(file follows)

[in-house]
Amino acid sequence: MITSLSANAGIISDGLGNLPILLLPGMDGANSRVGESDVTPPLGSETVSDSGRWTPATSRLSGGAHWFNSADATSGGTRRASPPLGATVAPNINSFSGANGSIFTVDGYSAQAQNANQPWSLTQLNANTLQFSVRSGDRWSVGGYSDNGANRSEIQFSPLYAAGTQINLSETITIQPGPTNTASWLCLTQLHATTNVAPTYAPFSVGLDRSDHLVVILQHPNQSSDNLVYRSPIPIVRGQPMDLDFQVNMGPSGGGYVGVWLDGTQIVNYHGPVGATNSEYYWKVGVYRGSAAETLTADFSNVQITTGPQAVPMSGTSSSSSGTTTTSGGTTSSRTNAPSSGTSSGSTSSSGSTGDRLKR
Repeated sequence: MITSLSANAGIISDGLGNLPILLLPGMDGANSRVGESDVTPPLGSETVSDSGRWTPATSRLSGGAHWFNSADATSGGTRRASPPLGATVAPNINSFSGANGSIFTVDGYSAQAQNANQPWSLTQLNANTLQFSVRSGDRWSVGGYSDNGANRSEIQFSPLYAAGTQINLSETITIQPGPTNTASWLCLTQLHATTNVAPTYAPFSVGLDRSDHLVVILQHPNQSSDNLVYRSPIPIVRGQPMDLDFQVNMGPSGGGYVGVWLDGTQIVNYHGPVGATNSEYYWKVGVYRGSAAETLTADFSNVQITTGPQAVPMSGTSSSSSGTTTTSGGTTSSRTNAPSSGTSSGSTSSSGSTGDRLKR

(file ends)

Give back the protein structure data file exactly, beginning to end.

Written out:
[in-house]
Amino acid sequence: MITSLSANAGIISDGLGNLPILLLPGMDGANSRVGESDVTPPLGSETVSDSGRWTPATSRLSGGAHWFNSADATSGGTRRASPPLGATVAPNINSFSGANGSIFTVDGYSAQAQNANQPWSLTQLNANTLQFSVRSGDRWSVGGYSDNGANRSEIQFSPLYAAGTQINLSETITIQPGPTNTASWLCLTQLHATTNVAPTYAPFSVGLDRSDHLVVILQHPNQSSDNLVYRSPIPIVRGQPMDLDFQVNMGPSGGGYVGVWLDGTQIVNYHGPVGATNSEYYWKVGVYRGSAAETLTADFSNVQITTGPQAVPMSGTSSSSSGTTTTSGGTTSSRTNAPSSGTSSGSTSSSGSTGDRLKR
Repeated sequence: MITSLSANAGIISDGLGNLPILLLPGMDGANSRVGESDVTPPLGSETVSDSGRWTPATSRLSGGAHWFNSADATSGGTRRASPPLGATVAPNINSFSGANGSIFTVDGYSAQAQNANQPWSLTQLNANTLQFSVRSGDRWSVGGYSDNGANRSEIQFSPLYAAGTQINLSETITIQPGPTNTASWLCLTQLHATTNVAPTYAPFSVGLDRSDHLVVILQHPNQSSDNLVYRSPIPIVRGQPMDLDFQVNMGPSGGGYVGVWLDGTQIVNYHGPVGATNSEYYWKVGVYRGSAAETLTADFSNVQITTGPQAVPMSGTSSSSSGTTTTSGGTTSSRTNAPSSGTSSGSTSSSGSTGDRLKR